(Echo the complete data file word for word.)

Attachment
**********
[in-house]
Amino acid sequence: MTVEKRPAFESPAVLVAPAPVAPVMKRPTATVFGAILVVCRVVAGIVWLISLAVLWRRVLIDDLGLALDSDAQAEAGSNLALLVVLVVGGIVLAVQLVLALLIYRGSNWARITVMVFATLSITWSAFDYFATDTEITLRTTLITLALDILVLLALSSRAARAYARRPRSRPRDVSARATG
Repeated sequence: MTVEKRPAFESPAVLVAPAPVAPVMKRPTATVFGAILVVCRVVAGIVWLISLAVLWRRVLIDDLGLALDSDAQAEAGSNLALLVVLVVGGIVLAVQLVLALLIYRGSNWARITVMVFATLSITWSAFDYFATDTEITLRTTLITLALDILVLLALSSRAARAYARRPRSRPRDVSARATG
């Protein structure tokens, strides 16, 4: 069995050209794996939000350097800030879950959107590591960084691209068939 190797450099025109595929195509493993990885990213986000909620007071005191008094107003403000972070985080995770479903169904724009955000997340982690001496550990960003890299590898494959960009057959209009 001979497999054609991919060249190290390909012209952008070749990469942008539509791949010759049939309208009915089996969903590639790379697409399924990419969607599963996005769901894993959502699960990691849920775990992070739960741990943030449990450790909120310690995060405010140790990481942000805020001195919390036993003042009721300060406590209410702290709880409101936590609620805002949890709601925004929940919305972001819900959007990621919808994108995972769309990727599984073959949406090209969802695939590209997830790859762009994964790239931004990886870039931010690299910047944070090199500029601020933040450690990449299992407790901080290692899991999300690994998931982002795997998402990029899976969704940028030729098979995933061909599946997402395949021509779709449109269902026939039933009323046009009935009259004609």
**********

[in-house]
Amino acid sequence: MTVEKRPAFESPAVLVAPAPVAPVMKRPTATVFGAILVVCRVVAGIVWLISLAVLWRRVLIDDLGLALDSDAQAEAGSNLALLVVLVVGGIVLAVQLVLALLIYRGSNWARITVMVFATLSITWSAFDYFATDTEITLRTTLITLALDILVLLALSSRAARAYARRPRSRPRDVSARATG
Repeated sequence: MTVEKRPAFESPAVLVAPAPVAPVMKRPTATVFGAILVVCRVVAGIVWLISLAVLWRRVLIDDLGLALDSDAQAEAGSNLALLVVLVVGGIVLAVQLVLALLIYRGSNWARITVMVFATLSITWSAFDYFATDTEITLRTTLITLALDILVLLALSSRAARAYARRPRSRPRDVSARATG
């Protein structure tokens, strides 16, 4: 069995050209794996939000350097800030879950959107590591960084691209068939 190797450099025109595929195509493993990885990213986000909620007071005191008094107003403000972070985080995770479903169904724009955000997340982690001496550990960003890299590898494959960009057959209009 001979497999054609991919060249190290390909012209952008070749990469942008539509791949010759049939309208009915089996969903590639790379697409399924990419969607599963996005769901894993959502699960990691849920775990992070739960741990943030449990450790909120310690995060405010140790990481942000805020001195919390036993003042009721300060406590209410702290709880409101936590609620805002949890709601925004929940919305972001819900959007990621919808994108995972769309990727599984073959949406090209969802695939590209997830790859762009994964790239931004990886870039931010690299910047944070090199500029601020933040450690990449299992407790901080290692899991999300690994998931982002795997998402990029899976969704940028030729098979995933061909599946997402395949021509779709449109269902026939039933009323046009009935009259004609």